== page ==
The Beginning of the End of The Dog Whisperer? Protesters Say They're Ready to Tighten the Leash

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Why is the animal-welfare community in an uproar over Cesar Millan's training methods? A popular blog, Pets Adviser, chronicles the latest news.

Pets Adviser
It really did shock us just how angry people get about Cesar Millan.

Cesar Millan, known as "The Dog Whisperer," is by now a household name, nearly a decade after his TV show started airing, spawning millions of books sold, not to mention a suite of companion videos and DVDs. But based on recent news events, reported in the popular blog Pets Adviser, might we be seeing the end of a regime?

If a recent protest in Rochester, New York, is any indication, the debate is raging on.

As Pets Adviser has documented, in a blog post titled "The Rise and Fall of Cesar Millan," critics have been piling on for years, but the tipping point may be closer for the TV show, which just launched its eighth season. A group of dog trainers handed out anti-Dog Whisperer fliers outside a Rochester theater where Millan gave a talk -- and according to protest organizer Ada Simms, there may be more such protests across the nation over the coming weeks:

"There has been so much attention to this that other cities where he is performing are doing the same," says Simms, who is a former police officer. "Protests are being organized in Columbus and Akron, Ohio, where Cesar is performing. There have been inquiries from as far away as Europe, where Cesar will be on tour after his US tour ends."

Why is the celebrity dog trainer so hotly debated? Well, for starters, Cesar Millan is not a trainer, not a credentialed one anyway. He maintains that owners of dogs need to dominate their pups, using forceful methods when necessary: finger-jabbing the abdomen; rolling the dog onto its side; using choke, "prong" or shock collars.

"Positive" dog trainers, on the other hand, who call some of those methods inhumane, hopelessly outdated and downright dangerous, urge a much gentler approach, such as clicker training using pet treats, which rewards the dog rather than punishes it. Anne Springer, a professional trainer, says, "How much better is it to work with a dog whose question to its owner is, 'Did I do it right? Do I get my reward?' than a dog that must ask the person it is supposed to trust, 'Are you going to hurt me this time?'"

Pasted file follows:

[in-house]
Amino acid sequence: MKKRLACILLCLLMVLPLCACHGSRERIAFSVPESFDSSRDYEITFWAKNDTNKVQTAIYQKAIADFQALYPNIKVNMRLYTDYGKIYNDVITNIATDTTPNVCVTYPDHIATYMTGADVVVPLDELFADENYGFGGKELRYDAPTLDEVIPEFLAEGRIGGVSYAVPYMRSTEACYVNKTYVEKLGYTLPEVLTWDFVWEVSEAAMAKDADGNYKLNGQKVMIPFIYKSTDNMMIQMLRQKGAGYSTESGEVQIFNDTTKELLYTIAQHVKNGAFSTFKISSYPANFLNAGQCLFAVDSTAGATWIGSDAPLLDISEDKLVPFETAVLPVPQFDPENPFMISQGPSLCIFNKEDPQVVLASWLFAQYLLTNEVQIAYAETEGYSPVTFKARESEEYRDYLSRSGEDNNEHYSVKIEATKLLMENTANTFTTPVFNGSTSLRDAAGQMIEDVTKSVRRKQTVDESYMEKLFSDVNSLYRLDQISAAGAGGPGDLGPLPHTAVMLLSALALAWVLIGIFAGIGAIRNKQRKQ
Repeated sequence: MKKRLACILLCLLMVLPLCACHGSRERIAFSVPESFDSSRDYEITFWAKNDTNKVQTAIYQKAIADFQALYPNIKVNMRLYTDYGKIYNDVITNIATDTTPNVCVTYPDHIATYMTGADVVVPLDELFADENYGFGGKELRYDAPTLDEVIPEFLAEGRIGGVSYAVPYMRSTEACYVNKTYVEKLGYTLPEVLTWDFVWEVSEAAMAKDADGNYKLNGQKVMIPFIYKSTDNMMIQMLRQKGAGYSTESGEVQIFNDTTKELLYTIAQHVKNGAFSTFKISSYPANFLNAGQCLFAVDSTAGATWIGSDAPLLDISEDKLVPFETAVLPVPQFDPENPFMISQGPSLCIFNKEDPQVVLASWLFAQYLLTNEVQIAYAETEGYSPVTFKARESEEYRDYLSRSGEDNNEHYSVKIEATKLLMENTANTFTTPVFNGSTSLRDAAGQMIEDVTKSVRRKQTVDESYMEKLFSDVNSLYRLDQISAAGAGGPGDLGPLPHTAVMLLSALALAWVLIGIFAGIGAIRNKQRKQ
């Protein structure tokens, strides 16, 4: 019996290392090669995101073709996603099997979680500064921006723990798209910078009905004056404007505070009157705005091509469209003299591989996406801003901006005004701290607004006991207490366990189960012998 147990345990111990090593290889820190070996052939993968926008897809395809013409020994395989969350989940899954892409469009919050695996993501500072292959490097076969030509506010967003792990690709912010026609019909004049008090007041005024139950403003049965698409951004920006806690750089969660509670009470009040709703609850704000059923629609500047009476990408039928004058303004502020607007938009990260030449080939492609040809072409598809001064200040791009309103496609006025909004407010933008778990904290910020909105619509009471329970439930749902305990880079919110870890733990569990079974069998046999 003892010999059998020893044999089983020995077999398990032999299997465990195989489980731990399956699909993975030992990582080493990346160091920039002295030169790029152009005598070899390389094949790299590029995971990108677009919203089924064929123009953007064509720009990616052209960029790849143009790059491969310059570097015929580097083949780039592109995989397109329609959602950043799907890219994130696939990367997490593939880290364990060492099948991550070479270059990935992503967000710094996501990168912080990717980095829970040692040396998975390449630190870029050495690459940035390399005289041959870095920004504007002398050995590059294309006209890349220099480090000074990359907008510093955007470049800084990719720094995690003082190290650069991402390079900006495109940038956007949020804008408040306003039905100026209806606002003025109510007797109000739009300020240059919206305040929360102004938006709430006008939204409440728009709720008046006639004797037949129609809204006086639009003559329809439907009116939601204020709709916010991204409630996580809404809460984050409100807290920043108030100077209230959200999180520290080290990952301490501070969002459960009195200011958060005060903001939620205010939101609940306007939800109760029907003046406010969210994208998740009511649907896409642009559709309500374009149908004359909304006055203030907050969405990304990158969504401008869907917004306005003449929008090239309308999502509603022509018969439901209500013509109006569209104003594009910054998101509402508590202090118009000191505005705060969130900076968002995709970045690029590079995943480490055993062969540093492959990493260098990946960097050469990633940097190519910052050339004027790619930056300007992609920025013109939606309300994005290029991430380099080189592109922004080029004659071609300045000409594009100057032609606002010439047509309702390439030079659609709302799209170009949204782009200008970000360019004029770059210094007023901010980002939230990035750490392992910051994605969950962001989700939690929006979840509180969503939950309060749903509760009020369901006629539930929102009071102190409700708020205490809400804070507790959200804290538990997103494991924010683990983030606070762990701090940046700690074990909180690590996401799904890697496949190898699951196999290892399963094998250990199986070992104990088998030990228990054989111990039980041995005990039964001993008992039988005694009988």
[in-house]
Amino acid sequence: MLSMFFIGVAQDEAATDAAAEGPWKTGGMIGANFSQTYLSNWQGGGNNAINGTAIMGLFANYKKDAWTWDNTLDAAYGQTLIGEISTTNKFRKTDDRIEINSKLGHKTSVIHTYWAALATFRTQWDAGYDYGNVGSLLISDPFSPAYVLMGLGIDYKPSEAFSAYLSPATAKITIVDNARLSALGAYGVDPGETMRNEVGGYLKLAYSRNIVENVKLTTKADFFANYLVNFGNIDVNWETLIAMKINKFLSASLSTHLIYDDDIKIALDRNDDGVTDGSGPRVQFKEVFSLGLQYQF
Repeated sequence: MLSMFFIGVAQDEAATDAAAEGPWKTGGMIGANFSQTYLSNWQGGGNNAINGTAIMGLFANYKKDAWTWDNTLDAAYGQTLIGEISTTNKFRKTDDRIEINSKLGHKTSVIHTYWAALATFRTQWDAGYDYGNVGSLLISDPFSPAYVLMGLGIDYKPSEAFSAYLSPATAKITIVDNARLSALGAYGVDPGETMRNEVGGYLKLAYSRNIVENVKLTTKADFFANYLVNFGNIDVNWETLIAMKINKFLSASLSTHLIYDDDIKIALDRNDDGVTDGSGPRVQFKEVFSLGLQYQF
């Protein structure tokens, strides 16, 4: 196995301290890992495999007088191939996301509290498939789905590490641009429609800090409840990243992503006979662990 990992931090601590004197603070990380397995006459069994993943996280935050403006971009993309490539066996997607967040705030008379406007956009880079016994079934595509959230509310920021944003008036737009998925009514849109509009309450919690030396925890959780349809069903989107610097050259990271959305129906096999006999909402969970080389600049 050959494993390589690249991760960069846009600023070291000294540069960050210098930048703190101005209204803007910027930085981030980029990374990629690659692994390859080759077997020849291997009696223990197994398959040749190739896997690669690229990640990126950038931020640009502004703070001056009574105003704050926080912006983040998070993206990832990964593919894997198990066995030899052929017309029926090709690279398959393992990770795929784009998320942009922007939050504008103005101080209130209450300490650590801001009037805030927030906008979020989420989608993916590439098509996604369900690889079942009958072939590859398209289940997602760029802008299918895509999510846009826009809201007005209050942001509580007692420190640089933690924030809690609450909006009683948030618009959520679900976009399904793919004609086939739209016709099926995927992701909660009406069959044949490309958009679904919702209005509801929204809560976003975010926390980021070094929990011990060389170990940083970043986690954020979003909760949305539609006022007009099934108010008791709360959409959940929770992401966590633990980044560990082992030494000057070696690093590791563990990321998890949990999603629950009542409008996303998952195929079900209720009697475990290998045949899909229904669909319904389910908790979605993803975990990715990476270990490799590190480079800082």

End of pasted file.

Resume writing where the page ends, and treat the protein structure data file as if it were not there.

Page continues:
Dave Baker, editor and publisher of Pets Adviser, says the staff of the blog were surprised at the response to their blog post. "We knew it was a polarizing topic, but we were absolutely bombarded with comments from our readers, more comments than we've ever had for any single blog post," he said. "People weighed in on all sides, but it really did shock us just how angry people get about Cesar Millan."

Here is a small sample of comments from readers:

"There are many ways to train, but it’s never right to train using pain or intimidation or force."

"Millan bases what he does on mythology and makes it up as he goes along."

"Millan’s fame took him to situations beyond his understanding and training, which now has become dangerous."

And here are some comments in defense of him:

"Cesar Millan has more knowledge of dog understanding and how it works in his little pinkie than most people will ever understand."

"I am shocked! Cesar is one of my heroes, and it surprises me that anyone would think his methods are inhumane…. I work as an animal control officer."

For more info, read the original Pets Adviser blog post, "The Rise and Fall of Cesar Millan," and the many comments below it.


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